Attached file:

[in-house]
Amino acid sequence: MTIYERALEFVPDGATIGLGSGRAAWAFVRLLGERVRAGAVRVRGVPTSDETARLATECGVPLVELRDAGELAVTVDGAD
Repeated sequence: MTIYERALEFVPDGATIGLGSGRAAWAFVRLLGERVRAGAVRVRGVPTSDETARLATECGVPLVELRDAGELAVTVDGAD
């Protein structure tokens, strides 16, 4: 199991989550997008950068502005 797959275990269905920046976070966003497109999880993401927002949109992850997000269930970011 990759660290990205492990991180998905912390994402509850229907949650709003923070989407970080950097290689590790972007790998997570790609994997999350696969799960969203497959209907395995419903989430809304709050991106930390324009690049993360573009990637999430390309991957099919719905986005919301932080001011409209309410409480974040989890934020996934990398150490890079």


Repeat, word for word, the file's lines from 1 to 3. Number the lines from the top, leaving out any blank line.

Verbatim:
[in-house]
Amino acid sequence: MTIYERALEFVPDGATIGLGSGRAAWAFVRLLGERVRAGAVRVRGVPTSDETARLATECGVPLVELRDAGELAVTVDGAD
Repeated sequence: MTIYERALEFVPDGATIGLGSGRAAWAFVRLLGERVRAGAVRVRGVPTSDETARLATECGVPLVELRDAGELAVTVDGAD